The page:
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22 Cards in this Set

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epinephrine
used to treat life threatening bronchioconstrtiction such as during asthma ana anaphylactic shock (carried by people susceptible to sudden constriction) because it is a sympathetic aganist
alveolar surface tension
liquid on surface of alveoli causes them to collapse to smallest size
surfacant
lipoproteins that reduce surface tension on alveoli, allowing them to expand more easily
infant respiratory distress syndrome
premature babies that do not yet produce enough surfacant; must be ventilated for respiration
factors influencing pulmonary ventilation
A. lung compliance and elasticity-
1. lung compliance- the ease with which lungs can be expanded by muscle contraction of thorax
1a. fibrosis- decreases compliance
1b. blocked bronchi- decreases compliance
1c. surface tension- alveoli difficult to expand, surfacant eases pressure
1d. thorax inflexibility- decreases compliance
2. lung elasticity- the ease with which lungs can contract to their normal resting size (exhalation)
2a. emphysema- decreases elasticity (no cure)
3. alveolar surface tension- liquid on surface of alveoli causes them to colapse to smallest size.
3a. surfacant- lipoproteins that reduce surface tension on alveoli, allowing them to expand more easily.
3b. infant respiratory distress syndrome- premature babies that do not yet produce enough surfacant; must be ventilated for respiration
lung elasticity
the ease with which lungs can contract to their normal resting size (exhalation)
volumes, capacities, and function test
A. respiratory volumes (20 year old healthy male, 155 lbs)
1. tidal volume (TV)- normal volume of air moving in/out (0.5 L)
2. inspiratory reserve volume (IRV)- volume inhaled AFTER normal tidal volume when asked to take deepest possible breath (2.1 - 3.2 L)
3. expiratory reserve volume (ERV)- volume exhaled AFTER normal tidal volume when asked to force out all air possible (1 - 2.0 L)
4. residual volume (RV)- air that remains in lungs even after totally forced exhalation (1.2 L)
forced expiration
contraction of abdominal wall muscles (i.e. obliques & transversus abdominus) further DECREASES volume beyond relaxed point = further INCREASE in pulmonary pressure = more air moves out
factors facilitating lung movement AWAY from thorax wall
1. elasticity of lungs allows them to assume smallest shape for given pressure conditions.
2. fluid film on alveoli allows them to assume smallest shape for given pressure conditions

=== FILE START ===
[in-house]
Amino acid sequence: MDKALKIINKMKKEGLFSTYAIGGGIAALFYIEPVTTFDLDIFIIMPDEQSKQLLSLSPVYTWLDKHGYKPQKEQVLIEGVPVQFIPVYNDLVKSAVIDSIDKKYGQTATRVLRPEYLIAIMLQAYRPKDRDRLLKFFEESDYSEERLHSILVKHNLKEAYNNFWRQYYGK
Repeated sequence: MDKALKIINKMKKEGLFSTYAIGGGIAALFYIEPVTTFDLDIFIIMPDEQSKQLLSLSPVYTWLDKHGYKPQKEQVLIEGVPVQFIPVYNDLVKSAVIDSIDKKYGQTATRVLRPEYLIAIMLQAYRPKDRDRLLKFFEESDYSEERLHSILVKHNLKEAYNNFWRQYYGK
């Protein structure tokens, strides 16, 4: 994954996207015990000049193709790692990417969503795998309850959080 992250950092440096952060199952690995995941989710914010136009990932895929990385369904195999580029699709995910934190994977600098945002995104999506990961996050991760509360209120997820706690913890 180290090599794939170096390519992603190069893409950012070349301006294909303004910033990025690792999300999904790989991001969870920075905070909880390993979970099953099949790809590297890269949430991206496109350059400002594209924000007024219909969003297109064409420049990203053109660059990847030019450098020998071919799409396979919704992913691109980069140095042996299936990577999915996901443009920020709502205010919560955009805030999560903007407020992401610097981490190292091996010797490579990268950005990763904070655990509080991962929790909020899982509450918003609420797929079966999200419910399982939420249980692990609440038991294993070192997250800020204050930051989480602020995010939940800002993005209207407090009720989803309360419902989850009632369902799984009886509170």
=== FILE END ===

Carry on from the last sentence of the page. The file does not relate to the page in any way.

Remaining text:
volume/pressure & inspiration/expiration-
A. boyle's law on volume/pressure relationships-
1. volume is INVERSELY proportional to pressure
1a. increase in volume = decrease in pressure
1b. decrease in volume = increase in pressure
1c. volume change = pressure change, gas flows to equalize the pressure
2. simple example of boyle's law =
plastic bag with tube in the top, as bag expands by pulling, gas moves IN, as bag shrinks by squashing, gas moves OUT
inspiration
1. diaphragm muscle contracts, increasing thorasic cavity size in the superior-inferior dimension
2. external intercostal muscles contract, expanding lateral & anterior-posterior dimension
3. INCREASED volume (about 0.5 liter)
DECREASED pulmonary pressure (-1 mm Hg) air rushes into lungs to fill alveoli
4. deep/forced inspirations- as during exercise and pulmonary disease, scalenes, sternocleidomastoid, pectorals are used for more volume expansion of thorax
expiration
1. quiet expiration (exhalation)- simple elasticity of the lungs DECREASES volume. INCREASED pulmonary pressure = movement of air out of the lungs
2. forced expiration- contraction of abdominal wall muscles (i.e. obliques & transversus abdominus) further DECREASES volume beyond relaxed point = further INCREASE in pulmonary pressure = more air moves out
quiet expiration (exhalation)
simple elasticity of the lungs DECREASES volume. INCREASED pulmonary pressure = movement of air out of the lungs
Factors holding lungs against the thorax wall
1. surface tension holding the "visceral" and "parietal" pleura together
2. intrapulmonary pressure Always slightly greater than intrapleural pressure by 4 mm Hg
3. atmospheric pressure acting on the lungs
3a. atelectasis (collapsed lung)- hole in pleural "balloon" causes equalization of pressure and collapse of the lung
3b. pneumothorax- abnormal air in the intrapleural space, can lead to collapsed lung
The mechanics of breathing- Relationships of pressure
1. atmospheric air pressure 760 mm Hg (st sea level)
2. negative air pressure- less than 760 nn Hg
3. possitive air pressure- more than 760 mm Hg
4. intrapleural pressure- pressure within the pleural "ballon" which surrounds the lung
5. intrapulmonary pressure- pressure within the alveloi (tiny sacs) of the lung itself
atmospheric air pressure
760 mm Hg (at sea level)
negative air pressure
LESS than 760 mm Hg
positive air pressure
more than 760 mm Hg
intrapleural pressure
pressure within the pleural "balloon" which surrounds the lung
intrapulmonary pressure
pressure within the alveloi (tiny sacs) of the lung itself
atelectasis (collapsed lung)
hole in pleural "balloon" causes equalization of pressure and collapse of the lung
pneumothorax
abnormal air in the intrapleural space, can lead to collapsed lung